Operator licensing

You will need a Public Service Operator Licence for each Traffic Area within Great Britain in which you will have a base. In Northern Ireland, you'll need a Road Service Licence. To get a licence, the Traffic Commissioner (or equivalent in Northern Ireland) will need to be satisfied that you are of good repute, have enough money to run the business, will properly maintain your vehicles and that you and your staff will comply with regulations. You will need to have gained the Certificate of Professional Competence qualification.

Local bus service registration or licensing

Outside London you will need to register with the Traffic Commissioner (or the DVA) for your area any local bus services you plan to provide. Within London Transport for London (TfL) sets routes, service standards and fares for the London bus network. Most routes are competitively tendered to commercial operators. Otherwise, a London Service Permit must be obtained if you wish to provide a local bus service. You can download more information about London Service Permits from the Transport for London website.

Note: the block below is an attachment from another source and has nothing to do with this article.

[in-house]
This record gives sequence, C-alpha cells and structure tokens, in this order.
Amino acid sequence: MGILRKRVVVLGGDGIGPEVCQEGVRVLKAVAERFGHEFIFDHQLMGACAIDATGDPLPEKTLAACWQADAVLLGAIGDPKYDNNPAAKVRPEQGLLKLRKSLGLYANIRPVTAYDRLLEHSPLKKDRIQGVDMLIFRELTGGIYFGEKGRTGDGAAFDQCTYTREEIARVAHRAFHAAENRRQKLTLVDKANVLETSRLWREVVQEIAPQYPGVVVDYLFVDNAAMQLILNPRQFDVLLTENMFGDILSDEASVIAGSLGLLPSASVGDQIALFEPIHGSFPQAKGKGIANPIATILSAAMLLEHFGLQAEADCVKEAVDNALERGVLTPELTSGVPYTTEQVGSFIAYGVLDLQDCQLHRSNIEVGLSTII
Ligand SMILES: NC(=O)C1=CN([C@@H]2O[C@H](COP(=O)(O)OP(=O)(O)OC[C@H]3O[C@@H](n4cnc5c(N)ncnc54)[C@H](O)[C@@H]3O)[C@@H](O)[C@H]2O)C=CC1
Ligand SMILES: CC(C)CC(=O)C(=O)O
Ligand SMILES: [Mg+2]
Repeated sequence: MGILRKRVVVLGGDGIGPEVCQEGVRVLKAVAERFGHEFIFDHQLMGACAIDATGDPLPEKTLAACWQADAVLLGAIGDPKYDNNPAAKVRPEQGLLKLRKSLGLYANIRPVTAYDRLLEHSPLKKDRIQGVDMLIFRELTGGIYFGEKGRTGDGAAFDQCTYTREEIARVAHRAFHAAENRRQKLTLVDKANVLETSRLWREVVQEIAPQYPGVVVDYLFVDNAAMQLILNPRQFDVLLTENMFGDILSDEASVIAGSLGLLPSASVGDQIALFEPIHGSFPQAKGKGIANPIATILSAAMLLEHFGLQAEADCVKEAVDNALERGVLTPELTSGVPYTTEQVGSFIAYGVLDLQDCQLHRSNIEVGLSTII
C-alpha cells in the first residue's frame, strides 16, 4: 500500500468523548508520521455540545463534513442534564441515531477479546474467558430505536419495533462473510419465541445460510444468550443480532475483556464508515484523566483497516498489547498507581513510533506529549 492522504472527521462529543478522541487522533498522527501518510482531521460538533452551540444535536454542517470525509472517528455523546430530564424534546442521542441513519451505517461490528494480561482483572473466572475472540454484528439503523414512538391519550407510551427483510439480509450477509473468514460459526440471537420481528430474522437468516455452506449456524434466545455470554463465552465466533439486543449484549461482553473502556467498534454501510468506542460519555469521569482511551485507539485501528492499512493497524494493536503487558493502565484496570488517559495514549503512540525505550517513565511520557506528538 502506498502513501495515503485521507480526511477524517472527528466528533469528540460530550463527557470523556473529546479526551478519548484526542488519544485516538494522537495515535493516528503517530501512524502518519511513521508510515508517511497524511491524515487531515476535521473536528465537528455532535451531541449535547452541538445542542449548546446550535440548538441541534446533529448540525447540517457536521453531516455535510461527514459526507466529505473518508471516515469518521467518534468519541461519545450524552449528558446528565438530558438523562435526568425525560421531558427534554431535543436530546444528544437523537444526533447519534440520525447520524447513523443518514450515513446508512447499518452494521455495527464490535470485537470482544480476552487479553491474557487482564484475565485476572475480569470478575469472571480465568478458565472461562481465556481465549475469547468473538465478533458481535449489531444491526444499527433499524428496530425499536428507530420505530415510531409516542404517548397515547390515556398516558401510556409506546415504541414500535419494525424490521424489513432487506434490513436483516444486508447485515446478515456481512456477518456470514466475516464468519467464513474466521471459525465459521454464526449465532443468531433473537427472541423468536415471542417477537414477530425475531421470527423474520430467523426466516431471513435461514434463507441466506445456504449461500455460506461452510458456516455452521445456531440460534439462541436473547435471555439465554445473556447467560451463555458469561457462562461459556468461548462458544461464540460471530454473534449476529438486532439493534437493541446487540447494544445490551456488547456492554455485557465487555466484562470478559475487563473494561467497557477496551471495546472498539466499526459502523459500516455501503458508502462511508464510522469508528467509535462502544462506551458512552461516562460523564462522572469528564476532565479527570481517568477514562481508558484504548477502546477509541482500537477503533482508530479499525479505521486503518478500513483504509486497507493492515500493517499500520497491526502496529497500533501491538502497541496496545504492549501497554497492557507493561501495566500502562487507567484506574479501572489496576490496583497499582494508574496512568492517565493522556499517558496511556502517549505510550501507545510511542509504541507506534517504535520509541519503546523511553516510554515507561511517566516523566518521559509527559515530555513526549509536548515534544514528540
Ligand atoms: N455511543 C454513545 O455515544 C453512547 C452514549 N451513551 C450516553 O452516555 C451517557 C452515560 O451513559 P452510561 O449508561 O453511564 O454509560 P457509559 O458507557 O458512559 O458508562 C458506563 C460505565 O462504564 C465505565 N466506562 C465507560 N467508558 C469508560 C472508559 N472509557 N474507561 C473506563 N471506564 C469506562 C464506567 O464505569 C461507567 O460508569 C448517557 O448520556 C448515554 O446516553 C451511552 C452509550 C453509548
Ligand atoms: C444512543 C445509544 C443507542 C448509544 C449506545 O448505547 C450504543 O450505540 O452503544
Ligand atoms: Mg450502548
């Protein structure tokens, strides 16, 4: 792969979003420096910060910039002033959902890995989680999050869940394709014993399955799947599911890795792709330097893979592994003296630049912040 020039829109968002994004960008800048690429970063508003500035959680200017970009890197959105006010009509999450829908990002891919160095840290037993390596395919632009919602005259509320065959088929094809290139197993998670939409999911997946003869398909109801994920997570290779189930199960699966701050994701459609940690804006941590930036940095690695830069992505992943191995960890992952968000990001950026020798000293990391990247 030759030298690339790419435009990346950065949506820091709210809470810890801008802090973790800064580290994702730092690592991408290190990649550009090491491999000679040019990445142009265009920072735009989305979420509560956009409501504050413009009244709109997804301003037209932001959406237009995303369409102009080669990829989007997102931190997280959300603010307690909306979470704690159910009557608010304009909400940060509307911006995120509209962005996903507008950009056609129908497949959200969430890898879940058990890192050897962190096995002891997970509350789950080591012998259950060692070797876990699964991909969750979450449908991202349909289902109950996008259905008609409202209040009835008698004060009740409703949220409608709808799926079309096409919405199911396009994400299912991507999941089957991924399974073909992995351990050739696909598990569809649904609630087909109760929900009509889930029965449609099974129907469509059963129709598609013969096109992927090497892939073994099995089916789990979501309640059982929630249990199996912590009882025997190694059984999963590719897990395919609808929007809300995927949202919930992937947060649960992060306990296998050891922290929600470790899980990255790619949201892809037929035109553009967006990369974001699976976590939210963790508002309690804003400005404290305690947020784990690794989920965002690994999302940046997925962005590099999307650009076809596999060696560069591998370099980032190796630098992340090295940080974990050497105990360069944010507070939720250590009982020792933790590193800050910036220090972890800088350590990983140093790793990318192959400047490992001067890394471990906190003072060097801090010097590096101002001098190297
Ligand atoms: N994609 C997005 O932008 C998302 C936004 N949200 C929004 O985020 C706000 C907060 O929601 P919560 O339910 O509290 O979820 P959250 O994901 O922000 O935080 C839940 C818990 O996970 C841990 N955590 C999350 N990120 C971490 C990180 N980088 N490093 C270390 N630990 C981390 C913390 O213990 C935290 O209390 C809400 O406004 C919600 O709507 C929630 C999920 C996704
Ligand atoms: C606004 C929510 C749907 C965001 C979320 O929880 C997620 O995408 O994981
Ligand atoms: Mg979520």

Driver licensing

Drivers of passenger vehicles with nine passenger seats or more must hold an appropriate driver's licence. This is either a Passenger Carrying Vehicle driving entitlement (which is added to an ordinary driving licence) or a Public Service Vehicle driver's licence (which were issued up to April 1991). You will have to take a test to obtain a licence.

Driver Certificate of Professional Competence (CPC)

Bus and coach drivers must hold the CPC qualification before they can drive professionally. This also applies to drivers of minibuses with nine or more passenger seats.

Driver's working hours